S. Egerer, M. Claussen, C. Reick, and T. Stanelle
Integrating discharge data of the River Ammer back to 1926 and a 5500-year flood layer record from an annually laminated sediment core of the downstream Ammersee allowed investigating changes in the frequency of major floods in Central Europe on interannual to multi-centennial timescales. Significant correlations between flood frequency variations in both archives and changes in the activity of the Sun suggest a solar influence on the frequency of these hydrometeorological extremes.
M. Czymzik, R. Muscheler, and A. Brauer
A comparison of model simulations and reconstructions at the continental scale over the past millennium indicates that models are in relatively good agreement with temperature reconstructions for Northern Hemisphere regions, particularly in the Arctic. This is likely due to the relatively large amplitude of the externally forced response across northern and high-latitudes regions. Conversely, models disagree strongly with the reconstructions in the Southern Hemisphere.
PAGES 2k–PMIP3 group
Fluid inclusions inside stalagmites retain information on the cave temperature at the time they formed and thus can be used to reconstruct the continental climate of the past. A method for extracting this information based on a thermodynamic model and size measurements of femtosecond-laser-induced vapour bubbles is presented. Applying our method to stalagmites taken from the Milandre cave in the Swiss Jura Mountains demonstrate that palaeotemperatures can be determined with an accuracy of ±1°C.
F. Spadin, D. Marti, R. Hidalgo-Staub, J. Rička, D. Fleitmann, and M. Frenz
We propose an innovative framework to organize paleodust records, formalized in a publicly accessible database, and discuss the emerging properties of the global dust cycle during the Holocene by integrating our analysis with simulations performed with the Community Earth System Model. We show how the size distribution of dust is intrinsically related to the dust mass accumulation rates and that only considering a consistent size range allows for a consistent analysis of the global dust cycle.
S. Albani, N. M. Mahowald, G. Winckler, R. F. Anderson, L. I. Bradtmiller, B. Delmonte, R. François, M. Goman, N. G. Heavens, P. P. Hesse, S. A. Hovan, S. G. Kang, K. E. Kohfeld, H. Lu, V. Maggi, J. A. Mason, P. A. Mayewski, D. McGee, X. Miao, B. L. Otto-Bliesner, A. T. Perry, A. Pourmand, H. M. Roberts, N. Rosenbloom, T. Stevens, and J. Sun
Climate and ice sheet models are often used to predict the nature of ice sheets in Earth history. It is important to understand whether such predictions are consistent among different models, especially in warm periods of relevance to the future. We use input from 15 different climate models to run one ice sheet model and compare the predictions over Greenland. We find that there are large differences between the predicted ice sheets for the warm Pliocene (c. 3 million years ago).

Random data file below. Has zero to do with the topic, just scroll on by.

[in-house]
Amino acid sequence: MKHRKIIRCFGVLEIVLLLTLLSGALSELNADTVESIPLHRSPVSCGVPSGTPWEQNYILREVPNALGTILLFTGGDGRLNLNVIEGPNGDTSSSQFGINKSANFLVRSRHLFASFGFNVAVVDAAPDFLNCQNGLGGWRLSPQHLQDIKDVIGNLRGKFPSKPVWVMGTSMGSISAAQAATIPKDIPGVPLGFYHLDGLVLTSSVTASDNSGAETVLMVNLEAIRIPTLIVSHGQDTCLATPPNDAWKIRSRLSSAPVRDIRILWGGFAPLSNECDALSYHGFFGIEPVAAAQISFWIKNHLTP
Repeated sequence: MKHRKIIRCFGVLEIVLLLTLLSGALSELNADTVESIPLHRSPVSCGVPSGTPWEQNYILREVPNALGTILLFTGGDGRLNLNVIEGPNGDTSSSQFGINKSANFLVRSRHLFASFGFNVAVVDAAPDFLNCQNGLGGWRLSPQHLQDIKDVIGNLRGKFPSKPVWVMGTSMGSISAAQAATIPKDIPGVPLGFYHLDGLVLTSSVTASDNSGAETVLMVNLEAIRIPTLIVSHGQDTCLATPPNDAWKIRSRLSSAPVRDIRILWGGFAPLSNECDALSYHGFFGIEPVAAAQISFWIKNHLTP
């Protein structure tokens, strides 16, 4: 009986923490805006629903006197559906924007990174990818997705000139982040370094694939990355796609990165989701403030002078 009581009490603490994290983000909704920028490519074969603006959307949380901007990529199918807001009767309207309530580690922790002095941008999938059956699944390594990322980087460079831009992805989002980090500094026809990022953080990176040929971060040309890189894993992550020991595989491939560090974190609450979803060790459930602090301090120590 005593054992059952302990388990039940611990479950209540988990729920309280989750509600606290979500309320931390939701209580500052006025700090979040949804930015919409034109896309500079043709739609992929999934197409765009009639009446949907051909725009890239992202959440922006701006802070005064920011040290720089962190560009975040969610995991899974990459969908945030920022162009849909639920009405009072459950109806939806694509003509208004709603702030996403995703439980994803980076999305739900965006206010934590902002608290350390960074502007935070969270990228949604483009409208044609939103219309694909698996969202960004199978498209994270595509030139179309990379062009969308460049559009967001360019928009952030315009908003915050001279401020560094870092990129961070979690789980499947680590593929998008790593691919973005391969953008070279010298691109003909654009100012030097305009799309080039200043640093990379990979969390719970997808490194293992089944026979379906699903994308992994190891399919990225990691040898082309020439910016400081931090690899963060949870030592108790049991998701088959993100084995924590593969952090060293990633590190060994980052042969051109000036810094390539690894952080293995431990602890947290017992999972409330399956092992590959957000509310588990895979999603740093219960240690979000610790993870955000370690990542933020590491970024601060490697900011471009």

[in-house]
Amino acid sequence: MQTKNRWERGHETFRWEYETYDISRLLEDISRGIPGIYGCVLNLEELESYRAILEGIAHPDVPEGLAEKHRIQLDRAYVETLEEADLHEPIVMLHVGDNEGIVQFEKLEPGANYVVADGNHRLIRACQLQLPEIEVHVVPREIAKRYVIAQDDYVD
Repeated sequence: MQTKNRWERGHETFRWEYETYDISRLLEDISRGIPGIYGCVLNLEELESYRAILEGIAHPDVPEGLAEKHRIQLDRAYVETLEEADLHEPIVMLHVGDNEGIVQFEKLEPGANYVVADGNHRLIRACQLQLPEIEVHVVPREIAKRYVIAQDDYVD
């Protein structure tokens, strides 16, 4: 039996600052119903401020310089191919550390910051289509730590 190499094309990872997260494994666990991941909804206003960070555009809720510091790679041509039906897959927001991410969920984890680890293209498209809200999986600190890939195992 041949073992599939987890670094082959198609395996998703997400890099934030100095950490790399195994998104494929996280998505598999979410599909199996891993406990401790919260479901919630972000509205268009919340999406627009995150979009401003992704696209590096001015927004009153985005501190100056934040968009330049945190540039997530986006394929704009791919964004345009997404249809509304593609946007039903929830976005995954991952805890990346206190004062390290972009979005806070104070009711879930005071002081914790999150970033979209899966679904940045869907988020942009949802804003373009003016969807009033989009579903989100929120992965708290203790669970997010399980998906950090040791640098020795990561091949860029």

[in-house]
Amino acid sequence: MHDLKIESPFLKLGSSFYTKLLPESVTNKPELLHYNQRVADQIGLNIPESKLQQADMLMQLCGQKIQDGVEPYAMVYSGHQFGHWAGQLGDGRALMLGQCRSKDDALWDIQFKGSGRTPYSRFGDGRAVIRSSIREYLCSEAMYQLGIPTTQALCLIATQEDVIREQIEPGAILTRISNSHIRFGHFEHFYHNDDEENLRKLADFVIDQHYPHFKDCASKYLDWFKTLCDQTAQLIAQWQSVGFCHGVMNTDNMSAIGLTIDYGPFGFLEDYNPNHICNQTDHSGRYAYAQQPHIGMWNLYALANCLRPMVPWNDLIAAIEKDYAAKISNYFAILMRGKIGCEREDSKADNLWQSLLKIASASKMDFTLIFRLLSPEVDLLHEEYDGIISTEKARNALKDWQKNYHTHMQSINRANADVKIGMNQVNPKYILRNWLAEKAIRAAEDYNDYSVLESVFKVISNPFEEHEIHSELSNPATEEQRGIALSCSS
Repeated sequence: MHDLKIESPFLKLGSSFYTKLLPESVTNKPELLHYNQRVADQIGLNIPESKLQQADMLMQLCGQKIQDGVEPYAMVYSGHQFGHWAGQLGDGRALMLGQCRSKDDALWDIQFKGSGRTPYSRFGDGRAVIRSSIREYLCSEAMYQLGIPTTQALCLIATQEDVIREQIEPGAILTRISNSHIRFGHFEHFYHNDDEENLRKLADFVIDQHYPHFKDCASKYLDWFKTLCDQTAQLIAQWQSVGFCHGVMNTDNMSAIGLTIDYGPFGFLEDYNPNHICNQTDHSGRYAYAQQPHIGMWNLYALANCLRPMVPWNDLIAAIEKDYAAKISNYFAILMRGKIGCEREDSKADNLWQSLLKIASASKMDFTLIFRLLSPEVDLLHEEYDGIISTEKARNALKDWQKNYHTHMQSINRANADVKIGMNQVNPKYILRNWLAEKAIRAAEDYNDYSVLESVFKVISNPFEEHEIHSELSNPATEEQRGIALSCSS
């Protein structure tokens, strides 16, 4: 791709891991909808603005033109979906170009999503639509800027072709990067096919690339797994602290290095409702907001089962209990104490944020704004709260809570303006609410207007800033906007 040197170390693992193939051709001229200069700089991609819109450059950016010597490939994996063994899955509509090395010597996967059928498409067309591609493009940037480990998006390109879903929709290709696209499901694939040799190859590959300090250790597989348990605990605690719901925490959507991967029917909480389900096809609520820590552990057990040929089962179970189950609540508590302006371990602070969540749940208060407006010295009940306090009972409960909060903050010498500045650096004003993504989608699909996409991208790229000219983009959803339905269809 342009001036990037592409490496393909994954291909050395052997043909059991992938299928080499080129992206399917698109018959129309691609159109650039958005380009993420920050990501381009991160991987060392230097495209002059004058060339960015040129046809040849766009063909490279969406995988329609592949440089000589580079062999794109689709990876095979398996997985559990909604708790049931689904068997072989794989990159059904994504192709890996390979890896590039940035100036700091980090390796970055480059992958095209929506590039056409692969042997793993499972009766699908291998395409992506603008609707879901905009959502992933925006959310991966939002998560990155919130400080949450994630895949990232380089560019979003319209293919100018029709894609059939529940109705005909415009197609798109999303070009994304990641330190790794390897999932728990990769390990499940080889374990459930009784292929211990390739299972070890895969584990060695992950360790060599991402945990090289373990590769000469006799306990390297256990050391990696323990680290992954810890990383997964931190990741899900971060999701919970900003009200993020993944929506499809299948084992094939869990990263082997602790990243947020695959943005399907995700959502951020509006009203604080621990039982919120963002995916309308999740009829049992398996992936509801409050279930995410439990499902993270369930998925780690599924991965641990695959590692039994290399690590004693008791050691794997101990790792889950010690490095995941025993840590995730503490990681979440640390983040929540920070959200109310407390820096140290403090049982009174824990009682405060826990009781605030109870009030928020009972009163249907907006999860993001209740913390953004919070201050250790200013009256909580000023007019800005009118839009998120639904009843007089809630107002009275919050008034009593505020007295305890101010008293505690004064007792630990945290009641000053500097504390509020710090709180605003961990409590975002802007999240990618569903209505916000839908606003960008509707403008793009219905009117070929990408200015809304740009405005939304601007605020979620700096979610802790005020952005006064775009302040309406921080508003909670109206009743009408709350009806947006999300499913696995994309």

A. M. Dolan, S. J. Hunter, D. J. Hill, A. M. Haywood, S. J. Koenig, B. L. Otto-Bliesner, A. Abe-Ouchi, F. Bragg, W.-L. Chan, M. A. Chandler, C. Contoux, A. Jost, Y. Kamae, G. Lohmann, D. J. Lunt, G. Ramstein, N. A. Rosenbloom, L. Sohl, C. Stepanek, H. Ueda, Q. Yan, and Z. Zhang
All regional monsoons belong to a cohesive global monsoon circulation system, albeit thateach regional subsystem has its own indigenous features. A comprehensive review of global monsoon variability reveals that regional monsoons can vary coherently across a range of timescales, from interannual up to orbital and tectonic. Study of monsoon variability from both global and regional perspectives is imperative and advantageous for integrated understanding of the modern and paleo-monsoon dynamics.
P. X. Wang, B. Wang, H. Cheng, J. Fasullo, Z. T. Guo, T. Kiefer, and Z. Y. Liu
Here, we provide the first estimate of the impact of the development of the Laurentide ice sheet on the estimates of energy and temperature reconstructions from measurements of terrestrial borehole temperatures in North America. Results indicate that site-specific heat content estimates over North America can differ by as much as 50%, if the energy contribution of the last glacial cycle in those areas of North America that experienced glaciation is not taken into account when estimating recent subsurface energy changes from borehole temperature data.
H. Beltrami, G. S. Matharoo, L. Tarasov, V. Rath, and J. E. Smerdon